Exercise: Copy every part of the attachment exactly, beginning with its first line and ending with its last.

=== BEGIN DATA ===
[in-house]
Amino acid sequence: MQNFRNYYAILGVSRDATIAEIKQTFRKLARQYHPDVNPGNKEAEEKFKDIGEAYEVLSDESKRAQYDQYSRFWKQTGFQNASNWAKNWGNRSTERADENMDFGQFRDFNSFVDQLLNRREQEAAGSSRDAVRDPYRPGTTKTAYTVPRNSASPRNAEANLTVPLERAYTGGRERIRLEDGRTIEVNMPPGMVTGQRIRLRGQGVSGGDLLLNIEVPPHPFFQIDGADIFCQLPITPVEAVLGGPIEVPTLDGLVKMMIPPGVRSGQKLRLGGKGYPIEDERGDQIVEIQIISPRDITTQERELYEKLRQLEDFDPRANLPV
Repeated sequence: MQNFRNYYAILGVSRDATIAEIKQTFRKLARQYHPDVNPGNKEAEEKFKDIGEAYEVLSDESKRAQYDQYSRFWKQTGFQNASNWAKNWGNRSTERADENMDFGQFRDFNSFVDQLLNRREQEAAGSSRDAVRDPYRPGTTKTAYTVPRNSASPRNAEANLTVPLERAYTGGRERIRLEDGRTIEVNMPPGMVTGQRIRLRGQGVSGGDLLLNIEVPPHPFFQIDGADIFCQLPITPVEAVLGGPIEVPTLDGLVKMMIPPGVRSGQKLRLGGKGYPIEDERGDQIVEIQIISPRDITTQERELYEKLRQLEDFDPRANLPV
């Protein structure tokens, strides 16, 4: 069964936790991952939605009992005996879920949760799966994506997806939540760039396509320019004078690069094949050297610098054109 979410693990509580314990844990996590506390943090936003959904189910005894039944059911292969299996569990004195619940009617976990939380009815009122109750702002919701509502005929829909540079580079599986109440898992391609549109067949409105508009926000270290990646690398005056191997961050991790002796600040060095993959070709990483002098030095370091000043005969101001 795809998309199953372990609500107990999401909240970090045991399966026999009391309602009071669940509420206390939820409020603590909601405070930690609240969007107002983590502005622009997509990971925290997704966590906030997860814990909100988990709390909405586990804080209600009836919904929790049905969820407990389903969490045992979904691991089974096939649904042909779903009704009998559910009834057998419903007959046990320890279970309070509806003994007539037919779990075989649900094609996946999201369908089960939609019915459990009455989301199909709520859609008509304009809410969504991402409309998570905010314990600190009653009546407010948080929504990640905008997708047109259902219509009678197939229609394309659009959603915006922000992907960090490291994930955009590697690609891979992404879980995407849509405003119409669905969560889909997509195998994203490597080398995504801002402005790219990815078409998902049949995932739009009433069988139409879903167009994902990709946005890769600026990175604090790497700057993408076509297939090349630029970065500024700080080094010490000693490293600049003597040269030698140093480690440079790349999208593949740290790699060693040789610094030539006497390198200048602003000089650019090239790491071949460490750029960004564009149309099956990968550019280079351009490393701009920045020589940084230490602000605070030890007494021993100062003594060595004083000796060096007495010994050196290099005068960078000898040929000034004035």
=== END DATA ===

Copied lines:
[in-house]
Amino acid sequence: MQNFRNYYAILGVSRDATIAEIKQTFRKLARQYHPDVNPGNKEAEEKFKDIGEAYEVLSDESKRAQYDQYSRFWKQTGFQNASNWAKNWGNRSTERADENMDFGQFRDFNSFVDQLLNRREQEAAGSSRDAVRDPYRPGTTKTAYTVPRNSASPRNAEANLTVPLERAYTGGRERIRLEDGRTIEVNMPPGMVTGQRIRLRGQGVSGGDLLLNIEVPPHPFFQIDGADIFCQLPITPVEAVLGGPIEVPTLDGLVKMMIPPGVRSGQKLRLGGKGYPIEDERGDQIVEIQIISPRDITTQERELYEKLRQLEDFDPRANLPV
Repeated sequence: MQNFRNYYAILGVSRDATIAEIKQTFRKLARQYHPDVNPGNKEAEEKFKDIGEAYEVLSDESKRAQYDQYSRFWKQTGFQNASNWAKNWGNRSTERADENMDFGQFRDFNSFVDQLLNRREQEAAGSSRDAVRDPYRPGTTKTAYTVPRNSASPRNAEANLTVPLERAYTGGRERIRLEDGRTIEVNMPPGMVTGQRIRLRGQGVSGGDLLLNIEVPPHPFFQIDGADIFCQLPITPVEAVLGGPIEVPTLDGLVKMMIPPGVRSGQKLRLGGKGYPIEDERGDQIVEIQIISPRDITTQERELYEKLRQLEDFDPRANLPV
């Protein structure tokens, strides 16, 4: 069964936790991952939605009992005996879920949760799966994506997806939540760039396509320019004078690069094949050297610098054109 979410693990509580314990844990996590506390943090936003959904189910005894039944059911292969299996569990004195619940009617976990939380009815009122109750702002919701509502005929829909540079580079599986109440898992391609549109067949409105508009926000270290990646690398005056191997961050991790002796600040060095993959070709990483002098030095370091000043005969101001 795809998309199953372990609500107990999401909240970090045991399966026999009391309602009071669940509420206390939820409020603590909601405070930690609240969007107002983590502005622009997509990971925290997704966590906030997860814990909100988990709390909405586990804080209600009836919904929790049905969820407990389903969490045992979904691991089974096939649904042909779903009704009998559910009834057998419903007959046990320890279970309070509806003994007539037919779990075989649900094609996946999201369908089960939609019915459990009455989301199909709520859609008509304009809410969504991402409309998570905010314990600190009653009546407010948080929504990640905008997708047109259902219509009678197939229609394309659009959603915006922000992907960090490291994930955009590697690609891979992404879980995407849509405003119409669905969560889909997509195998994203490597080398995504801002402005790219990815078409998902049949995932739009009433069988139409879903167009994902990709946005890769600026990175604090790497700057993408076509297939090349630029970065500024700080080094010490000693490293600049003597040269030698140093480690440079790349999208593949740290790699060693040789610094030539006497390198200048602003000089650019090239790491071949460490750029960004564009149309099956990968550019280079351009490393701009920045020589940084230490602000605070030890007494021993100062003594060595004083000796060096007495010994050196290099005068960078000898040929000034004035």